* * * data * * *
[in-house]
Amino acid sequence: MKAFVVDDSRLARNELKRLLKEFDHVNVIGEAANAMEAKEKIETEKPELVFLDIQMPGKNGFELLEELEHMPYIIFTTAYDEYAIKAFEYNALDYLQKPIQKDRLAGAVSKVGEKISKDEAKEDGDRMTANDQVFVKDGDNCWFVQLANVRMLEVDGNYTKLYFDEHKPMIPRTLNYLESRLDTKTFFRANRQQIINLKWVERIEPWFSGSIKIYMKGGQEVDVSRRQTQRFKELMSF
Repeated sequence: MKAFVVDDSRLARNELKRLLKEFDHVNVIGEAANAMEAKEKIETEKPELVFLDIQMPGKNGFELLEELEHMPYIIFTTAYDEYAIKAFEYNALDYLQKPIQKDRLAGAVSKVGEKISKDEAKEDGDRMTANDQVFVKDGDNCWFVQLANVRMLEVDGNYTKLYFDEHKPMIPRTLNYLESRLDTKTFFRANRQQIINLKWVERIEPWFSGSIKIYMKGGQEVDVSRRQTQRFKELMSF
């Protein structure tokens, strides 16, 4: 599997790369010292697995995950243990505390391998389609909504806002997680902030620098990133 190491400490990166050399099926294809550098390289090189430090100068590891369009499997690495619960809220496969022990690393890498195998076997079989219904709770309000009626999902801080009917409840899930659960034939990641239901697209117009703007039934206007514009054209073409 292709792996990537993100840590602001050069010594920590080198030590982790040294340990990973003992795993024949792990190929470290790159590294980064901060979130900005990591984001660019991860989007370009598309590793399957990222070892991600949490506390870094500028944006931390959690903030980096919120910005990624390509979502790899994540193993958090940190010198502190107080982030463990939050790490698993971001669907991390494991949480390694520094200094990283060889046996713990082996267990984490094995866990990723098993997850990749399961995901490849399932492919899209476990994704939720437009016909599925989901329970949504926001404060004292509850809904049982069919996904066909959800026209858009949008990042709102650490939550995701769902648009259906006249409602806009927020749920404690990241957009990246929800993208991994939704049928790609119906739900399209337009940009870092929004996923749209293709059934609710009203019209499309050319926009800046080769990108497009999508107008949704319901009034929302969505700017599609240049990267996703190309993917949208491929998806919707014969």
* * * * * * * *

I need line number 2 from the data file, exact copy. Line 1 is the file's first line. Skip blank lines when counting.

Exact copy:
Amino acid sequence: MKAFVVDDSRLARNELKRLLKEFDHVNVIGEAANAMEAKEKIETEKPELVFLDIQMPGKNGFELLEELEHMPYIIFTTAYDEYAIKAFEYNALDYLQKPIQKDRLAGAVSKVGEKISKDEAKEDGDRMTANDQVFVKDGDNCWFVQLANVRMLEVDGNYTKLYFDEHKPMIPRTLNYLESRLDTKTFFRANRQQIINLKWVERIEPWFSGSIKIYMKGGQEVDVSRRQTQRFKELMSF